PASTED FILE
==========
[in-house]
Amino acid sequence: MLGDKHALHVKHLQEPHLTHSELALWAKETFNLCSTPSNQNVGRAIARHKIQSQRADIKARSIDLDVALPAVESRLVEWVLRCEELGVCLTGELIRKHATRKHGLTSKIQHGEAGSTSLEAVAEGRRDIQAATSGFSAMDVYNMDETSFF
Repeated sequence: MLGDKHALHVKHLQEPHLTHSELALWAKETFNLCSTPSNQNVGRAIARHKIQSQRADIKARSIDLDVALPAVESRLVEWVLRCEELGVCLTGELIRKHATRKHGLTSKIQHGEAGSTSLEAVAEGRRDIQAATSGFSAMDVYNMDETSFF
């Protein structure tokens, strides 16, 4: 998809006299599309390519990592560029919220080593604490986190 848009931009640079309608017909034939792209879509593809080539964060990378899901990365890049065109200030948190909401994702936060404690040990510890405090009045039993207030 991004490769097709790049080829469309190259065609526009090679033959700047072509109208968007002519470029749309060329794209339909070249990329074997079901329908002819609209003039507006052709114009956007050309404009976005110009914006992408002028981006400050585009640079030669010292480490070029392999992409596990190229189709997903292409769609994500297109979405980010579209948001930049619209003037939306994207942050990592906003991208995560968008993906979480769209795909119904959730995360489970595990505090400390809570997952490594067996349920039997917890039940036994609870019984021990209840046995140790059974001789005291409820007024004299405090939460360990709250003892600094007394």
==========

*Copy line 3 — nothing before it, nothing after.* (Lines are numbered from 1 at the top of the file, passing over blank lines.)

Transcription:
Repeated sequence: MLGDKHALHVKHLQEPHLTHSELALWAKETFNLCSTPSNQNVGRAIARHKIQSQRADIKARSIDLDVALPAVESRLVEWVLRCEELGVCLTGELIRKHATRKHGLTSKIQHGEAGSTSLEAVAEGRRDIQAATSGFSAMDVYNMDETSFF